Original Story by Robert R. McCammon
Teleplay by Philip DeGuere
Directed by William Friedkin
Original Airdate - October 18, 1985
Scott Paulin - Price
James Whitmore Jr. - Sheriff Dennis Wells
Robert Swan - Bob
Exene Cervenka - Waitress
Sandy Martin - Lindy
Bobby Bass - Ray
Matt Levin - Ricky



A state trooper stops for a hamburger and coffee at a roadside eatery called Bob's, and it's apparent he comes there often because they're all on a first-name basis. He tells Bob and the waitress about the multiple homicide he'd just helped clean up back at the state line, and that the murderers might be headed this way. They're now visibly scared. A family come in looking for shelter from the rain, and sits down in a booth. The sheriff offers to escort them to a nearby motel.

It's pouring rain outside and pitch dark, when out on the road a car swerves to miss an oncoming truck and comes barreling into the parking lot. It screeches to a halt and parks, and a man gets out and limps into Bob's. His hair is wet and his eyes are tired and red, and it's apparent that he's handicapped in some way, since he's limping badly. He asks for coffee, hot and black, and the waitress pours it for him. He asks Bob if they serve beer, and the owner says no, they don't have a liquor license. The stranger says it would only put him to sleep and he needs to stay awake, but Bob sees the cup of coffee in the stranger's hand change to a beer can for a few seconds, then back to a coffee cup. Bob looks very surprised, and glances uneasily at the trooper to see if he'd seen the phenomenon, but the trooper didn't notice. Now Bob is watching the stranger with a little more attention.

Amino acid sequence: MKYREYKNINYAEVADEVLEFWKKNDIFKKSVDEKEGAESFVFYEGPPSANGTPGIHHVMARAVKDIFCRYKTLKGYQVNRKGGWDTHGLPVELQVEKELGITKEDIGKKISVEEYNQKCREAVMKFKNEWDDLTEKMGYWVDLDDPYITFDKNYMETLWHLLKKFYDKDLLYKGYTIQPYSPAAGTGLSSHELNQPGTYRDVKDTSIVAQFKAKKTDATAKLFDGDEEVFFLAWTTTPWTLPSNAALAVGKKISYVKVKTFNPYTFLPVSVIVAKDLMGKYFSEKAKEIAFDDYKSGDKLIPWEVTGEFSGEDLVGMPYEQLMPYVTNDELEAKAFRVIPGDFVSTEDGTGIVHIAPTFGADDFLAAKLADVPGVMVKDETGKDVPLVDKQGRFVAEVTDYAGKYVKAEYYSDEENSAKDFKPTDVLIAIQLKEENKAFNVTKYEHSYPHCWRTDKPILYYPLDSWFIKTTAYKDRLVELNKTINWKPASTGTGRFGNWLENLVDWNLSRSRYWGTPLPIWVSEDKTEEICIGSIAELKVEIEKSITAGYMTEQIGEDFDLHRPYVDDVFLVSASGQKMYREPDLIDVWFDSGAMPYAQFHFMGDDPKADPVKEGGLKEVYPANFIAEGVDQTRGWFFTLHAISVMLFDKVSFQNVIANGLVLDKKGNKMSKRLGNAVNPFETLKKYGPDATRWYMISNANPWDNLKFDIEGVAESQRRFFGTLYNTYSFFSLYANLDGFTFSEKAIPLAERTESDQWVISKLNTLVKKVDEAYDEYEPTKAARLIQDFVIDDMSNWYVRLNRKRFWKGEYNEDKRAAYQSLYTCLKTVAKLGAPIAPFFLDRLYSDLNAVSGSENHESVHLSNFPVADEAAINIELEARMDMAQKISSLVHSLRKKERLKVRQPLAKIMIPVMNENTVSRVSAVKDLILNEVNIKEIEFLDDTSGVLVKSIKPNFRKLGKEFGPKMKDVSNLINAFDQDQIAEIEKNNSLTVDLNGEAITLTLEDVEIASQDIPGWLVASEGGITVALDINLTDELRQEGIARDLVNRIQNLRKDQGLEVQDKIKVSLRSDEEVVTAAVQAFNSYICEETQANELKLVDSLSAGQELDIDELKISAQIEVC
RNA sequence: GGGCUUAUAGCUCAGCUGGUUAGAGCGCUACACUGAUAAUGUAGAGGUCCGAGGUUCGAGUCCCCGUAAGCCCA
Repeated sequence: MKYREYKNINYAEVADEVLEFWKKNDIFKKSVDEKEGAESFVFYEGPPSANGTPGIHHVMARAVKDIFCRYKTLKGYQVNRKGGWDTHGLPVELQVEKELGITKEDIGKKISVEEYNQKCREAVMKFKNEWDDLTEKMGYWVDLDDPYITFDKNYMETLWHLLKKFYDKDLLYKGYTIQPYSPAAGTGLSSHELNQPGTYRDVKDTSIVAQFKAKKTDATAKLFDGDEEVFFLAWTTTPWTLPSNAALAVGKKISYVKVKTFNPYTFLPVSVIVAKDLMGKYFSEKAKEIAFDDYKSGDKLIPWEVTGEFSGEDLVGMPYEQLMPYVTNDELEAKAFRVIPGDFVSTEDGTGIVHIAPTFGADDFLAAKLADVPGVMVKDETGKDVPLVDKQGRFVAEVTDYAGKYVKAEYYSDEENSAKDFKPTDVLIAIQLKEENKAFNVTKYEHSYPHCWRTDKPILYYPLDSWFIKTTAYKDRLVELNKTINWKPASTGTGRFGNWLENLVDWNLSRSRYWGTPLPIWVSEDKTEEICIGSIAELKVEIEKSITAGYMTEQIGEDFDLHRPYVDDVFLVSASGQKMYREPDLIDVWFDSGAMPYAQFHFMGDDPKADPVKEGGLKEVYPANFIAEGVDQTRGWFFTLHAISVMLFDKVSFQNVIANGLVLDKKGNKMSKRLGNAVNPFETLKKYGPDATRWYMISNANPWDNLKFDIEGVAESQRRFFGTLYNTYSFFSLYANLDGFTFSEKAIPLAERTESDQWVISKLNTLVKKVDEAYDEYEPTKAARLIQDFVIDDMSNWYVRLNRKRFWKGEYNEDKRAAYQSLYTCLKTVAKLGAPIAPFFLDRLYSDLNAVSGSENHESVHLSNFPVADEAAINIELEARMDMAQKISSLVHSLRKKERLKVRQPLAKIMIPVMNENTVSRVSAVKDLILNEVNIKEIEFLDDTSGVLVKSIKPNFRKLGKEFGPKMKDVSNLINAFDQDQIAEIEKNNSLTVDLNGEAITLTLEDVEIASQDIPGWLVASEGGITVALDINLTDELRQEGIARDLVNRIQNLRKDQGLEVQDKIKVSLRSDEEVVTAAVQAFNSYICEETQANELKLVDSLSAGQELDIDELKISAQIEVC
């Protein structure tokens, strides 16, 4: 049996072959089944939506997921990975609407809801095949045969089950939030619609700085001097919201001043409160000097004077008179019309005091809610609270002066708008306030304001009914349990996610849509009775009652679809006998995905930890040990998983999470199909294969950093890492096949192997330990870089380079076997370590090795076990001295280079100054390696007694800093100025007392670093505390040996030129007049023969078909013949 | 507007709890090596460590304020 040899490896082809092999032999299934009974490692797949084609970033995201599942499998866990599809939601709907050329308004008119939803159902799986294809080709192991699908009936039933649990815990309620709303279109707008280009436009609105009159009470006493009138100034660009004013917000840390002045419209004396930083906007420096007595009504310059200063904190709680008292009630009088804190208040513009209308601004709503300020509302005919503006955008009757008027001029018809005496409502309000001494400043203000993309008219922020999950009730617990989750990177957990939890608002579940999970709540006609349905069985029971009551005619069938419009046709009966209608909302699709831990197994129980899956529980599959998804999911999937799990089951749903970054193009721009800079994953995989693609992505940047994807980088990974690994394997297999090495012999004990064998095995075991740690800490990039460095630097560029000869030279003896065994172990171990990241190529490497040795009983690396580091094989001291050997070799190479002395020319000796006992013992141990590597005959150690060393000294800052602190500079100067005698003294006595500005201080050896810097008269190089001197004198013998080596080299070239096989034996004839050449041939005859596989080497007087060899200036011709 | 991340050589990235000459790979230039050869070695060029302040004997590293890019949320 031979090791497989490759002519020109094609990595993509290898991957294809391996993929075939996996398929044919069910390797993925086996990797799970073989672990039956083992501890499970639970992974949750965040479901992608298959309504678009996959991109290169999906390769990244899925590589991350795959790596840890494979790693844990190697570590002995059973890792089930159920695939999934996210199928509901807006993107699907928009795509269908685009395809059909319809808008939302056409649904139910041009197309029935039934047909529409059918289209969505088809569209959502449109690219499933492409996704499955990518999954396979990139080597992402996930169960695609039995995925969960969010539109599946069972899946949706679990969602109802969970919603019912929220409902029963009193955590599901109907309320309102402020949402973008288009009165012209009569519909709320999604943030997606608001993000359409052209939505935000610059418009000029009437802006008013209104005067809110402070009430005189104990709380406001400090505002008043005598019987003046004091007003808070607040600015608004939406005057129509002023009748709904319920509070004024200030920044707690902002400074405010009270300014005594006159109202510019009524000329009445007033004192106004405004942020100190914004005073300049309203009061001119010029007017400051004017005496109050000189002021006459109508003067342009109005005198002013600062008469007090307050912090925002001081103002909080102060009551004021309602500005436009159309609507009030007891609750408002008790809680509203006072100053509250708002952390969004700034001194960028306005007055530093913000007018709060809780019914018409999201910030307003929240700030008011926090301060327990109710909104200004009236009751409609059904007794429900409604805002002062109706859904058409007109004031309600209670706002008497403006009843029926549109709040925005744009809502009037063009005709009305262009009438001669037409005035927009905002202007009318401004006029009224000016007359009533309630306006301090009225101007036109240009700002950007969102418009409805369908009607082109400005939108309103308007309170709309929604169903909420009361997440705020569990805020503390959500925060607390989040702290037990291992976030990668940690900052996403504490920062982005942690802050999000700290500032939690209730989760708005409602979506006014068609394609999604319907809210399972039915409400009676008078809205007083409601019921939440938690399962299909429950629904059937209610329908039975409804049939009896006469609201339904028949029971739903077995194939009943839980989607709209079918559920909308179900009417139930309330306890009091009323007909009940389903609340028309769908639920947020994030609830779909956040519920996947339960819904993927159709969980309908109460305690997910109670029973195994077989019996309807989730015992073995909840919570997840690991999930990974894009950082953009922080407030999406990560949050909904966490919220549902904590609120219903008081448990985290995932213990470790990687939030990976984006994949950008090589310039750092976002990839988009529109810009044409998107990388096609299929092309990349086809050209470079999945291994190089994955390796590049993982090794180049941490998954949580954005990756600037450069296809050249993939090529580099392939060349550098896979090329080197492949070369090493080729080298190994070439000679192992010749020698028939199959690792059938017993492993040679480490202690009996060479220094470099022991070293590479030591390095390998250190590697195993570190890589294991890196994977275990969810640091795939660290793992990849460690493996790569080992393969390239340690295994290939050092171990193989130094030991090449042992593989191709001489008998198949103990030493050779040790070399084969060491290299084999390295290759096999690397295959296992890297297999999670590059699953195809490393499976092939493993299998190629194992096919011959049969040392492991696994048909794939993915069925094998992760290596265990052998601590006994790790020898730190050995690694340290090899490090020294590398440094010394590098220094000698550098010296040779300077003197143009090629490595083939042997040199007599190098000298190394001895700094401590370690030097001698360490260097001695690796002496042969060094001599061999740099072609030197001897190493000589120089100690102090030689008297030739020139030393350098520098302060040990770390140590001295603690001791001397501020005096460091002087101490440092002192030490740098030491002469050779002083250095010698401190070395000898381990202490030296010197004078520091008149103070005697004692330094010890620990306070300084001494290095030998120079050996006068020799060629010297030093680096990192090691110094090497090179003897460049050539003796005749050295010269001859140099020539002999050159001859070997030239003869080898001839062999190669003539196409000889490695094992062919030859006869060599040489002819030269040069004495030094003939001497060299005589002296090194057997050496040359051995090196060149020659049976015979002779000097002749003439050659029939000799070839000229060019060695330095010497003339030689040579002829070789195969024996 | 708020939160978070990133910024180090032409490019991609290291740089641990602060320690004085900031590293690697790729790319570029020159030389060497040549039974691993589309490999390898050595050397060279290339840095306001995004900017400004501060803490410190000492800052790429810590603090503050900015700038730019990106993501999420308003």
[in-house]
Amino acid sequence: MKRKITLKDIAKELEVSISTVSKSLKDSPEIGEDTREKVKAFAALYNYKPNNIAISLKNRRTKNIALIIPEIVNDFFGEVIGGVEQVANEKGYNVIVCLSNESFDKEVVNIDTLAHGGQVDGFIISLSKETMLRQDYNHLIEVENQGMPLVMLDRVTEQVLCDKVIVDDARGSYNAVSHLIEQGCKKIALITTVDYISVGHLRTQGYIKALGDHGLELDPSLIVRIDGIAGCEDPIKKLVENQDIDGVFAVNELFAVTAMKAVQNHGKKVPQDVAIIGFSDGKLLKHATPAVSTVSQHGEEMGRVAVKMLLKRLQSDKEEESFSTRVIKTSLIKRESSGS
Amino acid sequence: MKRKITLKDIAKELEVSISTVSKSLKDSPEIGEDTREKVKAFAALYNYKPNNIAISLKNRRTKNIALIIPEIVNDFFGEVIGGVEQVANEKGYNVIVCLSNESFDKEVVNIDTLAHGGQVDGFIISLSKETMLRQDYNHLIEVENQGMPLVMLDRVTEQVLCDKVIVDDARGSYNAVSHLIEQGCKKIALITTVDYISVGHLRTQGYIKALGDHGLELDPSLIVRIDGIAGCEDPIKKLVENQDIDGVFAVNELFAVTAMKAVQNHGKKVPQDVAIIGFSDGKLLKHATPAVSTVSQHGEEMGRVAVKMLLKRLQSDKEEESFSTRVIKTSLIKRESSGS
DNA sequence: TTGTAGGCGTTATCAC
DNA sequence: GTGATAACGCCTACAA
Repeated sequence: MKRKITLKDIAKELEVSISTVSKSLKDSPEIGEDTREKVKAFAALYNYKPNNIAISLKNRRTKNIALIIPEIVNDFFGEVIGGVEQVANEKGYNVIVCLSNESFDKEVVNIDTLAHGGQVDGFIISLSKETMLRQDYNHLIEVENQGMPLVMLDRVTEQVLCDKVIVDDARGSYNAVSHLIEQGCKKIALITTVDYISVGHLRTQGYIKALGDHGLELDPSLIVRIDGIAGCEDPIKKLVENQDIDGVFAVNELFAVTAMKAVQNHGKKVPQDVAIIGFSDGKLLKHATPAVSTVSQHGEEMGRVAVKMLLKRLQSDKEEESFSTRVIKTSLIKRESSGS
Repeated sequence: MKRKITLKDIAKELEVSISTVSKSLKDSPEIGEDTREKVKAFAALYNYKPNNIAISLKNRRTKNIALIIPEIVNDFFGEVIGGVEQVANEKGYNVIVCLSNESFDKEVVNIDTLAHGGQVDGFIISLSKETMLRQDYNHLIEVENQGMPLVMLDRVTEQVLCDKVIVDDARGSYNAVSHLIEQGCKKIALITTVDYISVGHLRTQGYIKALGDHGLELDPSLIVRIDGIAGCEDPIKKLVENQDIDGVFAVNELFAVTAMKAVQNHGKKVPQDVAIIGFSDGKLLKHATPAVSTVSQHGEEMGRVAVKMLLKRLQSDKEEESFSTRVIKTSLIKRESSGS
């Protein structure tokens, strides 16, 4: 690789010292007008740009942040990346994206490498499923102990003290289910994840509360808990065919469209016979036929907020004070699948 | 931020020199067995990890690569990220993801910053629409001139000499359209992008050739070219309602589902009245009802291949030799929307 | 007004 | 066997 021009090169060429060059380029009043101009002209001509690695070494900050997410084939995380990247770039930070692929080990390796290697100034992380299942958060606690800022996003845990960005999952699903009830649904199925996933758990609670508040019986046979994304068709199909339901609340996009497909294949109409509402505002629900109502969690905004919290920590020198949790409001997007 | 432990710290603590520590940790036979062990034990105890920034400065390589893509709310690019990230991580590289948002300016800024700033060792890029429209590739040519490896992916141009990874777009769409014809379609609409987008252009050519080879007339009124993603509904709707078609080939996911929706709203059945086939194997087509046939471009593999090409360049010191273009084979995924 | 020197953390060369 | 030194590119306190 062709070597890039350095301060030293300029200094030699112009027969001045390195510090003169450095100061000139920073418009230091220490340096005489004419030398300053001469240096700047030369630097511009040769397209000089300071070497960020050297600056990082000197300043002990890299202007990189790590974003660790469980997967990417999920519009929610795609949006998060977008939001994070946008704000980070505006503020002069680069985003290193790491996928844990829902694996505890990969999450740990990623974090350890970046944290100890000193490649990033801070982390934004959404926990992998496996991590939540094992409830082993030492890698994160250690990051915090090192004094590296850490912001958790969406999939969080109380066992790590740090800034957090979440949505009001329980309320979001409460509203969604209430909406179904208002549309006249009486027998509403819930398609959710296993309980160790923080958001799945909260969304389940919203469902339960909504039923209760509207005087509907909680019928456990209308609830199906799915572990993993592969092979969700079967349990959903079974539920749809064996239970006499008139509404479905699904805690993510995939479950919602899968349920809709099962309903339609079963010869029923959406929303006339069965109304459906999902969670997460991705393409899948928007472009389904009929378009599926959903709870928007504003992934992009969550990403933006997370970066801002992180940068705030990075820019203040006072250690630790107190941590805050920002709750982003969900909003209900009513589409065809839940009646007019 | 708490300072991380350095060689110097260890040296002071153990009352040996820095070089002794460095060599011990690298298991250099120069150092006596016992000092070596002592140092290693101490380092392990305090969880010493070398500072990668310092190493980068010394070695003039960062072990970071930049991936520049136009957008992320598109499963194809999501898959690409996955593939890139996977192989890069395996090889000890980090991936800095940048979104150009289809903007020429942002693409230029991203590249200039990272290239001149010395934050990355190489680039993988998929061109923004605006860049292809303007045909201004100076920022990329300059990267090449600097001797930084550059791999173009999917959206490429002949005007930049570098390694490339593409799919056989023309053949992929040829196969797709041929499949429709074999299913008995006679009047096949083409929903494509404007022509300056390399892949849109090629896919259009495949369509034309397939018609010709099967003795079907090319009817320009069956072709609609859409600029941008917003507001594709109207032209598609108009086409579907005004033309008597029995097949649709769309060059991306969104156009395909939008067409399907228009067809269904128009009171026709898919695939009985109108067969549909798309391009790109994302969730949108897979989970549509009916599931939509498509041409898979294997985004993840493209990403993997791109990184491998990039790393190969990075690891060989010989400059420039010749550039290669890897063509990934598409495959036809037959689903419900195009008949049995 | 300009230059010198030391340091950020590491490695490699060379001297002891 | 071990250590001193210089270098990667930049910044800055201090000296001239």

The state trooper was instantly put on alert from the wild way the stranger parked his car, and watches the man out of the corner of his eye. When the stranger takes out a pill bottle and swallows several of the pills, the trooper asks if he's got a 'script for them. The man says, "Sure do, Mr. Trooper," and gives him a sideways smile. The waitress fills up the stranger's coffee mug again, and tells the trooper to leave the guy alone. The stranger is drinking his coffee, and playing with the lid of his lighter while he relaxes. The waitress says in questioning voice, "Nightcrawlers." The trooper asks her what she meant, and she said that was written on the side of the lighter, with army insignia.